Trollope paints such a passive, traditional picture of his women that I'm surprised he wrote this book - normally he gives us women with a great deal of character. Many commentators have tried to persuade us that Lily has character, but frankly she never rises above schmaltz. One can only assume he was going through some marital conflict himself at the time...
One good thing about Lily, though, is that after her, Fanny Price in Mansfield Park (the book, not the ludicrous movie of the same name) seems like a feminist icon.
on 12 May 2015
Another stage in the Barchester Chronicles and, although I just couldn't get into Dr Thorne, the rest have been excellent. One of Trollope's great strengths is his characterisation and in "The Small House..." it is as good as ever. The participants are all well observed and you can sympathise, empathise or be genuinely irritated by them.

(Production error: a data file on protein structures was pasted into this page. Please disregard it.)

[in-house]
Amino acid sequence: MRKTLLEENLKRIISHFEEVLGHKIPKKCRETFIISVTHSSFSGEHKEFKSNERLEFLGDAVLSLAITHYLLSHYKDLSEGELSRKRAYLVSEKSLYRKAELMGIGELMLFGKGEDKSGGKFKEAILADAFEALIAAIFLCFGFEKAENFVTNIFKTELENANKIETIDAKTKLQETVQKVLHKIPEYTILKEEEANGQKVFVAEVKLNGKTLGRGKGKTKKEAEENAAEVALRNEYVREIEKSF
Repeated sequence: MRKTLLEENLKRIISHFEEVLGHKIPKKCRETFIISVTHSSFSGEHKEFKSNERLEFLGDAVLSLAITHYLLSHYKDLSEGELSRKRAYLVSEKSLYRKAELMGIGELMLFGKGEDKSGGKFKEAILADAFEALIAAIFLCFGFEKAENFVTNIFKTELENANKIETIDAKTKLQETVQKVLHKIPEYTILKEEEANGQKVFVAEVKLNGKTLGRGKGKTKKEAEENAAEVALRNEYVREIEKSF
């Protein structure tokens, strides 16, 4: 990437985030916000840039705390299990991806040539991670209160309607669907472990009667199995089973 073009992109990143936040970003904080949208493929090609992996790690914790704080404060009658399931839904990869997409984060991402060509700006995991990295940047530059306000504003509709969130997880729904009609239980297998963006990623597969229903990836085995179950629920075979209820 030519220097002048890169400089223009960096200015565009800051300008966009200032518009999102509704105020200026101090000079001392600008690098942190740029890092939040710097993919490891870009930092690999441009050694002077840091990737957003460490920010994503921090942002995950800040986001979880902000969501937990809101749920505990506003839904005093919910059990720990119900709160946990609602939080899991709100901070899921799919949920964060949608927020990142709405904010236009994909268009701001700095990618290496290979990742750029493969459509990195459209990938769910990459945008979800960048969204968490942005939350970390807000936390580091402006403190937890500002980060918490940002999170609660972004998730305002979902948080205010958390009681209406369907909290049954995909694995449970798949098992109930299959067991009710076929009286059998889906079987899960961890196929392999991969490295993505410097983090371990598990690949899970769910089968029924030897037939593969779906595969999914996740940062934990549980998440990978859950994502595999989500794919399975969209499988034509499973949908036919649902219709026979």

on 17 March 2015
Trollope at his psychological best! Although counted as one of the Barchester novels this is can easily be read alone. It's the story of two sisters and their love affairs and their family circle. I really enjoyed this book and started to race towards the end touched by the plight of these two girls and anxious to know how it would turn out.